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When Nobunaga finally realised that Yasuke’s skin was indeed black, he finally gave up. Over time, Nobunaga grow incredibly fond of Yasuke. Yasuke was said to be healthy, reasonably pleasant looking, and possessed a likeable disposition. He was” also relatively tall, and records have shown that a diarist recorded Yasuke’s height as “six shaku 2 sun” (188cm), which would have allowed him to tower over most Japanese.

Eventually, Yasuke ended up under Nobunaga’s service and slowly earned his respect on the battlefield. Yasuke rose from being a lowly page to a Japanese warrior in less than a year, and was ennobled in May 1581. Yasuke accompanied Nobunaga to his castle at Azuchi, and after being honoured, he was then conferred the name Yasuke.

Yasuke also presumably could speak Japanese, since it is reported that Nobunaga especially enjoyed talking with him. Yasuke was greatly favoured by Nobunaga and as he rose rapidly in status, he was earned privileges, such as his own residence, and was later given a ceremonial katana. He even had the pleasure of dining with Nobunaga, a privilege granted only to selected few samurais.

Yasuke’s donning of a kabuto will forever go down in history – as history’s only African samurai. Being able to claim the title of a samurai is no mean feat, and the samurai is emblematic of honour that Japanese culture laud above all else. Much later on, Yasuke also had the privilege of being assigned the duty of weapon bearer, a reflection of Nobunaga’s high esteem and respect for him.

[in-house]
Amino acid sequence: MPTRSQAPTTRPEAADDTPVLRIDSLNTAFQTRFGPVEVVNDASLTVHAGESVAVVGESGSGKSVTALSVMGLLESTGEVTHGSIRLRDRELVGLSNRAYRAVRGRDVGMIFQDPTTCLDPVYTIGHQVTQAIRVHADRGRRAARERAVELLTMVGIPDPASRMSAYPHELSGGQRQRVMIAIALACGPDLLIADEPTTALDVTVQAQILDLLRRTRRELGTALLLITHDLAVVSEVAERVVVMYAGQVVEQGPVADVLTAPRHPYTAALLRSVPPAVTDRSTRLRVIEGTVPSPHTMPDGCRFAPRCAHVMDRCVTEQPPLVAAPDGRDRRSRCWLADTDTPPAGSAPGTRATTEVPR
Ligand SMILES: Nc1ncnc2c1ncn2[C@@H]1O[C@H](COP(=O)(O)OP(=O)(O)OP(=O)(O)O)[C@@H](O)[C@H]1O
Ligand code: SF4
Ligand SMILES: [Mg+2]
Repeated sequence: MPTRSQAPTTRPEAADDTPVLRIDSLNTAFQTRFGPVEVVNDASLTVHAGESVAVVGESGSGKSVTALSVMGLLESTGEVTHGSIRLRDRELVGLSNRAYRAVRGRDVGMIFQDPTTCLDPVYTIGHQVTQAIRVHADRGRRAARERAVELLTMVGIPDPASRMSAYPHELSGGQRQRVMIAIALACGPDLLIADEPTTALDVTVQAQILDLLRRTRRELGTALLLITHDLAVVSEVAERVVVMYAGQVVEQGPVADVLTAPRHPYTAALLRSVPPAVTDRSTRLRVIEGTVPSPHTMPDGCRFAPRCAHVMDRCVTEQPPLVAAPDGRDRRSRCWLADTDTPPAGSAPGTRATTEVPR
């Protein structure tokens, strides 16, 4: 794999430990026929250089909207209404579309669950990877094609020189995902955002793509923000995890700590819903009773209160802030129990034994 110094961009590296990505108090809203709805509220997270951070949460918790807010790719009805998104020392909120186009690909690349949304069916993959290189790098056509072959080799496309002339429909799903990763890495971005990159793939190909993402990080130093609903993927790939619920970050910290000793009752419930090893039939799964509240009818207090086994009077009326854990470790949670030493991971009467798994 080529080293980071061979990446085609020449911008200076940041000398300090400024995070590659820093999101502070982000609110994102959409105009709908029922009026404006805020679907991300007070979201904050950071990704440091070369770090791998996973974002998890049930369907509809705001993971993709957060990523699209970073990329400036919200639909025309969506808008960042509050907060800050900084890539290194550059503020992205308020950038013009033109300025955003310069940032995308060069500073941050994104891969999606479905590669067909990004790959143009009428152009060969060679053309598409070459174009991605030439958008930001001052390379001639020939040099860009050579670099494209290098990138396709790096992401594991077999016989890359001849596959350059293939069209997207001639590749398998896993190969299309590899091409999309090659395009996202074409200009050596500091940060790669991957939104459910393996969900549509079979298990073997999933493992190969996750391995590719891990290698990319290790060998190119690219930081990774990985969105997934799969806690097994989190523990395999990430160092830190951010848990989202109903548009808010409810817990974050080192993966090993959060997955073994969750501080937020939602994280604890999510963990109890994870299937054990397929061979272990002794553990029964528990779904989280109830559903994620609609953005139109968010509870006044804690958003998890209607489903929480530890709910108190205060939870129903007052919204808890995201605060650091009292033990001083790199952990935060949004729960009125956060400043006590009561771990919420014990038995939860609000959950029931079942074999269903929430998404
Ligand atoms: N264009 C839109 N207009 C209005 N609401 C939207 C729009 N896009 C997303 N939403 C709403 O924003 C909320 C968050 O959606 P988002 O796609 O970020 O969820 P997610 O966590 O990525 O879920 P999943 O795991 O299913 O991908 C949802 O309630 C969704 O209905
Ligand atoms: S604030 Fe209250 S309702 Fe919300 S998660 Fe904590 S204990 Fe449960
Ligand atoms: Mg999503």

It is also assumed that Yasuke was the only non-japanese “warrior” in Nobunaga’s group.

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Not long after achieving samurai status, Nobunaga’s castle was attacked. In June 1582, Akechi Mitsuhide’s army attacked Honnō-ji, Kyoto. Yasuke fought hard to against the Akechi forces to defend Nobunaga’s castle, but in the end, Nobunaga finally committed the Japanese ritual suicide called seppuku.

After Nobunaga’s death, Yasuke joined Nobunaga’s heir Oda Nobutada. After his father’s death, Nobutada rallied the Oda forces at Nijō Castle. Yasuke continued fighting loyally for Nobutada until he was forced to surrender his sword to Akechi men.

Yasuke however, was spared by Akechi, who instead, sent him to a European Jesuit church, saying that “the black man was a beast and did not know anything.”

It is notable that in Japan, Black people were more often than not, admired rather than discriminated against. Many believed that it was because in Japanese temples, Buddha was often portrayed in black.

No one knows what happened to Yasuke thereafter, but the tale of Japan’s first black samurai continues to be retold until today. The tale of Yasuke’s bravery now lives on in Japanese folklore, and it is his sacrifice and tenacity that make him a true samurai warrior.

Yasuke now plays the hero of Kuro-suke, a children’s historical fiction book. With the recent rise of cross-culture films, perhaps one day the tale of Yasuke might be portrayed on the big screen.